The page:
I was born in Ohio, went to college in NYC, and then moved to SF after a life-changing trip to India (where my parents were born and raised). I like to think of myself as a citizen of the world : )

For work, I do personal financial planning and offer Ayurveda health consultations. I also teach Yoga and Ayurveda at a school here in the SF Bay Area. Ayurveda is all about restoring our connection w/ nature ~ I feel like you'd really connect with it (if you haven't already!). Feel free to check out my website for more: http://www.wholeyoga-ayurveda.com.

One of my good friends from a social entrepreneurship scholarship program I was part of in college has written a book called Everyday Ambassador, about how the power of technology is not in the tool, but rather the intentions of the person using it—and how we can overcome the hidden tech traps in our own lives. Let me know if you'd like me to connect you with her; I'm sure she'd find your article really interesting. Feel free to email me at [email protected].

Warm wishes,

Ripa Apr 28, 2014 2:55pm

Dear Janne,

This is a great article – I wish it could be printed out and given to every high schooler out there…can't imagine how hard it would have been to have had all this social media around when I was in high school…so many windows through which low self-esteem can get even lowered. I can see how many instances where social media has hurt my sister, who is in high school, and worry sometimes about how kids in her generation will manage in their in-person connections.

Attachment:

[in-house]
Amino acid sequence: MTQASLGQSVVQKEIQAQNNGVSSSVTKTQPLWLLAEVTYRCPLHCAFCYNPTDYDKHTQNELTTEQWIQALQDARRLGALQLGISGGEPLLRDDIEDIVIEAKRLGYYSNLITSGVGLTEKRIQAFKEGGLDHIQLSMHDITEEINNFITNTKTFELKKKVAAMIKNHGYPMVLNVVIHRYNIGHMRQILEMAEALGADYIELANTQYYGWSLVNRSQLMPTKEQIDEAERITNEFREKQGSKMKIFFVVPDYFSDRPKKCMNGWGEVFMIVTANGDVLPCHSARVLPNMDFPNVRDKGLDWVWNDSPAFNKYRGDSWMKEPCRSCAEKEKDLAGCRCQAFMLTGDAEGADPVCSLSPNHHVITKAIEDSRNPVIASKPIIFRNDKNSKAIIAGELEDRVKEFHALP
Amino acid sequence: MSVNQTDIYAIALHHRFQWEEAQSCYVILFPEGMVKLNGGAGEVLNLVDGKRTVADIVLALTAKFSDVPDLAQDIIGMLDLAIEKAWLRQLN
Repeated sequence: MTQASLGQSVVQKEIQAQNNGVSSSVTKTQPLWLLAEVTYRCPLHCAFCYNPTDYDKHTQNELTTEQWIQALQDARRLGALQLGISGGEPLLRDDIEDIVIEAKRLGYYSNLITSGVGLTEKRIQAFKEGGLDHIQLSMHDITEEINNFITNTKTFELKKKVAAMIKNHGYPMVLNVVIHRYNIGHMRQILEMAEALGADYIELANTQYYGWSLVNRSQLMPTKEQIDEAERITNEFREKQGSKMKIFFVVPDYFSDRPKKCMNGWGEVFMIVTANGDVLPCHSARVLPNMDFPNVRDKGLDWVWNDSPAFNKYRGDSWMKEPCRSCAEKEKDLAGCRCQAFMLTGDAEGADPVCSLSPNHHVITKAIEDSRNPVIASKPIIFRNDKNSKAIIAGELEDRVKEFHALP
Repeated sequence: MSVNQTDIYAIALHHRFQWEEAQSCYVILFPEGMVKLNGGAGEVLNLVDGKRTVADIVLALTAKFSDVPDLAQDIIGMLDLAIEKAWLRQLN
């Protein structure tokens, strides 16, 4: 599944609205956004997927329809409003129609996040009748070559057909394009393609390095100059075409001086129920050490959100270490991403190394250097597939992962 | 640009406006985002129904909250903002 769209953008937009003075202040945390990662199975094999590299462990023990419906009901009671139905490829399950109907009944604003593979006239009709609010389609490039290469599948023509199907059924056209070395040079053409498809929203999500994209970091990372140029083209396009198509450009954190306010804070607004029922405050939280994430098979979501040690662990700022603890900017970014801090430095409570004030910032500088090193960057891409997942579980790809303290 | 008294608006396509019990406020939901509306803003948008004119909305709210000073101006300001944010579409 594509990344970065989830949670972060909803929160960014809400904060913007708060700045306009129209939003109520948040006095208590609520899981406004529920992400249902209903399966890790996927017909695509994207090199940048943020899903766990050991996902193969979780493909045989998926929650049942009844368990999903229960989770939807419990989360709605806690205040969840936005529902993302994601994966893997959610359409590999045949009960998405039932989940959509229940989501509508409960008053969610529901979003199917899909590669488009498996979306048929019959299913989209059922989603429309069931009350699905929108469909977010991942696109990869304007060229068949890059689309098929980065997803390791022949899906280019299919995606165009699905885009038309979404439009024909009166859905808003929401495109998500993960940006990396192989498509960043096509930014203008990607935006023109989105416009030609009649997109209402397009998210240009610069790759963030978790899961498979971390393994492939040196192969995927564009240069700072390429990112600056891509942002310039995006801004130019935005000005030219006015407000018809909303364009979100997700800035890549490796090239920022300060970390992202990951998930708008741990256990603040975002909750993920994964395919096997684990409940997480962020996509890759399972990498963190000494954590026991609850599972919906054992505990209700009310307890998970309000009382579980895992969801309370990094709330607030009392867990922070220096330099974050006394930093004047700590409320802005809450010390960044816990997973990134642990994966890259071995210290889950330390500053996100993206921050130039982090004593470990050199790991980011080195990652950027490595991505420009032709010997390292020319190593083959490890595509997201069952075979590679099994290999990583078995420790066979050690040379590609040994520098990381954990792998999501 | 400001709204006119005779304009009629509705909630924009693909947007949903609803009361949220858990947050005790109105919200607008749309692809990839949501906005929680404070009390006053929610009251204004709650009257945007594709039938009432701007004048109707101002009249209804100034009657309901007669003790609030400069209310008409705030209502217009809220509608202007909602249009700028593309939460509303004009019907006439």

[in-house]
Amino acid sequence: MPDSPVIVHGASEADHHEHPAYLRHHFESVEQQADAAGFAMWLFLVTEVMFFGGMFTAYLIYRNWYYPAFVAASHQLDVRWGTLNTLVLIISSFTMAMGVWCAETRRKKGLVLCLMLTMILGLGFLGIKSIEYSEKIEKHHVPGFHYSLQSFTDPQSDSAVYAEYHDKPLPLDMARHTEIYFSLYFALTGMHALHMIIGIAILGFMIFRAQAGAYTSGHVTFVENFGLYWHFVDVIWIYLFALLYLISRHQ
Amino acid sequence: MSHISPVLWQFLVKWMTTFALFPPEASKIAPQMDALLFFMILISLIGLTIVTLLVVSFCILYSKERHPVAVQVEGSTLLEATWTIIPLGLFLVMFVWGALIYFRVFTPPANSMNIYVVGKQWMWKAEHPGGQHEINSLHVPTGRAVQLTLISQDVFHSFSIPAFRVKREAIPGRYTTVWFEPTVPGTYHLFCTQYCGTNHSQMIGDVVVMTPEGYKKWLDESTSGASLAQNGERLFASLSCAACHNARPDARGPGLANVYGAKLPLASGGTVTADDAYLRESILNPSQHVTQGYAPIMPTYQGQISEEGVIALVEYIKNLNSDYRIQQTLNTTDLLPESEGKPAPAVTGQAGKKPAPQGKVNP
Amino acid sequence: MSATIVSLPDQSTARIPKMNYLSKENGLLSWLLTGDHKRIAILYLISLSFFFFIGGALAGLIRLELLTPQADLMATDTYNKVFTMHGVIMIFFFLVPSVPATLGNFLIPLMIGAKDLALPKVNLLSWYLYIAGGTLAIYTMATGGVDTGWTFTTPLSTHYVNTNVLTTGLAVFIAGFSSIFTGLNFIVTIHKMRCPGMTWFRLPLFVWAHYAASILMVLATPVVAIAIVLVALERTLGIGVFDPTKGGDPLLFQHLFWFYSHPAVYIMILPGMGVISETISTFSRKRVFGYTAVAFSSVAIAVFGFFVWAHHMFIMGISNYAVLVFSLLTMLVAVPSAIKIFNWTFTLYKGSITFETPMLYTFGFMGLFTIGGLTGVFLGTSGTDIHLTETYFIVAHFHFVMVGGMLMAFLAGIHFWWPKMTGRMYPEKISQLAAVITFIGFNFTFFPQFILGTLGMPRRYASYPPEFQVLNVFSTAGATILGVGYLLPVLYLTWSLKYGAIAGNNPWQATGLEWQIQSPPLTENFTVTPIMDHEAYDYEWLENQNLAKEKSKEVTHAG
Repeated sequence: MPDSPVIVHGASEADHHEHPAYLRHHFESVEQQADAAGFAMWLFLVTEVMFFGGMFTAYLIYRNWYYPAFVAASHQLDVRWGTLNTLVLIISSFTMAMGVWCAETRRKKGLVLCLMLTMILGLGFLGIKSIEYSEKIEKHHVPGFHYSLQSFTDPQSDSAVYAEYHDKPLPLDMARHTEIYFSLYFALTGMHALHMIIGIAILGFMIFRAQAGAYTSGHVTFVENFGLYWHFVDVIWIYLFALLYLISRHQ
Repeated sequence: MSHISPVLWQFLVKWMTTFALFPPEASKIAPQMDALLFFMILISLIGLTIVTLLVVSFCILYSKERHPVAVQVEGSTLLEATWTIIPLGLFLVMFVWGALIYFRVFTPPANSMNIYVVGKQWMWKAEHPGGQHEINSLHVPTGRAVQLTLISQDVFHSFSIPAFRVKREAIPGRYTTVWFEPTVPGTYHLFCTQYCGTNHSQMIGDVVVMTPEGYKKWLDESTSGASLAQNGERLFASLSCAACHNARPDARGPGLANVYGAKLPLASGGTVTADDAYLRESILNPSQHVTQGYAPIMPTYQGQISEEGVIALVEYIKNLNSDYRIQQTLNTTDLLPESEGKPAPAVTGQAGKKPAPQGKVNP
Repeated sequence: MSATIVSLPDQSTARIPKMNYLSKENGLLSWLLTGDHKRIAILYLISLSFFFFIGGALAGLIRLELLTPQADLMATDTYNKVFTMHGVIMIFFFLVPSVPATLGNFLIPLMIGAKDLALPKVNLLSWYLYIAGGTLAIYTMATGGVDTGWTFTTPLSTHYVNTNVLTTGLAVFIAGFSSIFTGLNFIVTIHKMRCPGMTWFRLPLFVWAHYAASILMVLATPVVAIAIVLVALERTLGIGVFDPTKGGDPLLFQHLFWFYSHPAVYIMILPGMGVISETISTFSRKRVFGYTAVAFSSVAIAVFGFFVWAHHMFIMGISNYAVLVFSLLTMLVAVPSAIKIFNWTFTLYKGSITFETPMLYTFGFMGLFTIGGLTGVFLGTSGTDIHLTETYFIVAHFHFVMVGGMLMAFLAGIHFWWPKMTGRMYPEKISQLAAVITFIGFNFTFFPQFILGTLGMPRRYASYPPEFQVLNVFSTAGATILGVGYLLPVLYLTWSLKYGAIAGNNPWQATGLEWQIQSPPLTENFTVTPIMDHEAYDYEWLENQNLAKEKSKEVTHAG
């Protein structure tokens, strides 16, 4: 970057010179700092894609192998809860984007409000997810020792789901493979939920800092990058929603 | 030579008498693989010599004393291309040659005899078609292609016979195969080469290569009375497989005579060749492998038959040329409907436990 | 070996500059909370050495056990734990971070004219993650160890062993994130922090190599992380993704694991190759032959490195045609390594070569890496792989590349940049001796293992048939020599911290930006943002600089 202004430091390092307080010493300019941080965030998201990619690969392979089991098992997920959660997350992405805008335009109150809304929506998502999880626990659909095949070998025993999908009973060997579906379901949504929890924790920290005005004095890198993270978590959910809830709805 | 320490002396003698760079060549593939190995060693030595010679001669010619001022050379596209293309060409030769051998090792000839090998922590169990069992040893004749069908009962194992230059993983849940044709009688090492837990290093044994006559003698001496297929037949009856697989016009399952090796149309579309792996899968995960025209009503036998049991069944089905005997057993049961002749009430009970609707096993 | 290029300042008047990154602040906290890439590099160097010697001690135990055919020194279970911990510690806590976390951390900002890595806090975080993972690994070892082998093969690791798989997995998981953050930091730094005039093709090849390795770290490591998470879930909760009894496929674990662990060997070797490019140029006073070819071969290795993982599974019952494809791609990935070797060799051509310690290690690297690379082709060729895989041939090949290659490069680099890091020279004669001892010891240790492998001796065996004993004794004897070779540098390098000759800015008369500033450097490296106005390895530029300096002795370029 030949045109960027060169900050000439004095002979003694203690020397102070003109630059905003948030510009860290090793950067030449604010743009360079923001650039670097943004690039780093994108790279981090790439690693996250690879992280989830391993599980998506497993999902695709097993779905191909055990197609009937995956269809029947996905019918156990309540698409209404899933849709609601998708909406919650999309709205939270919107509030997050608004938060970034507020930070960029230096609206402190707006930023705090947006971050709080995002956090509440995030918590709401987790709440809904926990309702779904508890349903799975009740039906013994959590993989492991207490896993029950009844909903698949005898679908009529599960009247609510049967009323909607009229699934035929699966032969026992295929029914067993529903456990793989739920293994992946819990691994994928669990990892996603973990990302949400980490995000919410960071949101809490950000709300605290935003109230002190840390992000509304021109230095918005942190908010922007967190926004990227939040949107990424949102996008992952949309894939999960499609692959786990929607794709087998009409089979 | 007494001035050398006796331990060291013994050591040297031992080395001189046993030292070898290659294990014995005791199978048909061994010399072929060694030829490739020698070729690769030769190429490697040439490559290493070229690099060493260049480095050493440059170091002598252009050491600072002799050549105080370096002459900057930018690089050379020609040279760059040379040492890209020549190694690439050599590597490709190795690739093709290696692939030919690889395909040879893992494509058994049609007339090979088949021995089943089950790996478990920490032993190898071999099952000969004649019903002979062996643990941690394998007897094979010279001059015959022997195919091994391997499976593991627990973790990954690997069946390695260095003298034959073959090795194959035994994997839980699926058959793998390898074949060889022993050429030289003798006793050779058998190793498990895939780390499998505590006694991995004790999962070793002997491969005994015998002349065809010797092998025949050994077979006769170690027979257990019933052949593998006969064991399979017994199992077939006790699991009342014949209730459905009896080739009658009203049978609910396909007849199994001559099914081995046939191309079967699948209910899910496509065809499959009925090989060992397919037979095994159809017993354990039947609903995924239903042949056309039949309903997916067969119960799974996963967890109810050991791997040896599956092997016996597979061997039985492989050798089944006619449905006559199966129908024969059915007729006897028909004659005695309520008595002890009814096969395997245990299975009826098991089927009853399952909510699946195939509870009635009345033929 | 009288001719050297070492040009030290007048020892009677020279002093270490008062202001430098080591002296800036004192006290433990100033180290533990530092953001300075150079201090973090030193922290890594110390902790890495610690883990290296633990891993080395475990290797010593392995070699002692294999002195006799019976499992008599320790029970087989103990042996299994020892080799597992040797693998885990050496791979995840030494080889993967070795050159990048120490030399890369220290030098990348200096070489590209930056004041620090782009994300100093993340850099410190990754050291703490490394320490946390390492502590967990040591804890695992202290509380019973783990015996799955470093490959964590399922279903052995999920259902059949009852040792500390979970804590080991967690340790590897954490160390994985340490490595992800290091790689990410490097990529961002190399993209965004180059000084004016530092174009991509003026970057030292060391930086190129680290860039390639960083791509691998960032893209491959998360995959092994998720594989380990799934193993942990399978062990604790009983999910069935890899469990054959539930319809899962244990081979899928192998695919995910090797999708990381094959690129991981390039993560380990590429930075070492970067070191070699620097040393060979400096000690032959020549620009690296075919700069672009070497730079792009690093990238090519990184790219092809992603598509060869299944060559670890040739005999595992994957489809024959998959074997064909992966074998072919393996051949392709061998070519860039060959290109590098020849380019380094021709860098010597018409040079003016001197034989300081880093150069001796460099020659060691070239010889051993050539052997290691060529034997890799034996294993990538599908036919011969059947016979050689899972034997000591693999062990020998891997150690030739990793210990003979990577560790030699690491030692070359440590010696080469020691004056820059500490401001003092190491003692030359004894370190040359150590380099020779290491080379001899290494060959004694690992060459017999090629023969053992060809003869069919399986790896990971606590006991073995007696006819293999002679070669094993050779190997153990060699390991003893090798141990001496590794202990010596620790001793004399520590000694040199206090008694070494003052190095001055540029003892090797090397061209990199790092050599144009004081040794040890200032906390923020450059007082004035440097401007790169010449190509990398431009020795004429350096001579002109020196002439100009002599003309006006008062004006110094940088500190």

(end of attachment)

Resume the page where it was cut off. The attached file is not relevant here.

BTW – you also seem like you live a fascinating life! What is kindling and how are you doing in your process of making friends w/ black bears? I know an amazing man out here in SF Bay Area who has a Wildlife Sanctuary where they care for injured and abandoned animals. He has an incredible story about his life-altering friendship with a black bear: http://www.conversations.org/story.php?sid=377

Warm wishes,

Raine Apr 23, 2014 2:15pm

Hmmm. No wonder. I have read quite a few studies correlating the over use of social media sites and narcissism. I totally agree with your view point. I think this is why I stay away from selfies, facebook, and the likes. Interesting article.

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Janne Robinson

Janne Robinson is a 21st-century feminist beat poet. Her voice haunts with the legacy of early feminists and poets such as Gloria Steinem, Charles Bukowski, and Jack Kerouac. Her no sugar shit prose cuts with the honesty and simplicity of Bukowski and the romantic reliability of Kerouac. Her poetry leads like a woman, walking with fire in the footprints of Steinem—breathing sexual liberation, choice, and overall championing women to their birthright of not only equality but leadership.

Robinson notoriously states that her career is to “share slabs of her heart for a living.” Her ability to capture the human experience with unrefined sincerity makes her an incredible force in the modern landscape of personal expression.

Her loyal following of enthusiasts on social media are there not only for her brutal honesty and lyrical grace but also for her lifestyle, which is a mirror of her devotion to joy and refusal to work to work to work to die. Robinson’s films and art shit on the societal “shoulds” and norms and encourage people to ‘build their own box’. She is an outrageous idealist and master at effortlessly marrying the life she wishes to live with her work, and this enrages and inspires many who believe they are trapped.

Robinson’s foray into directing and the multimedia world was in directing a spoken word poetry film in NYC involving 18 women reading the lines from her poem, “This Is For The Women Who Don’t Give a Fuck.” The film was a viral sensation online and was nominated for the 2016 Cannes Corporate Media & TV Awards.

Janne is very much so crowning at the beginning of what is and will be a triumphant career, and she has begun so with the hearts of millions indebted and watching as it is rare to stumble upon a woman who makes revolution nature.

You can connect with her on Instagram or at her website.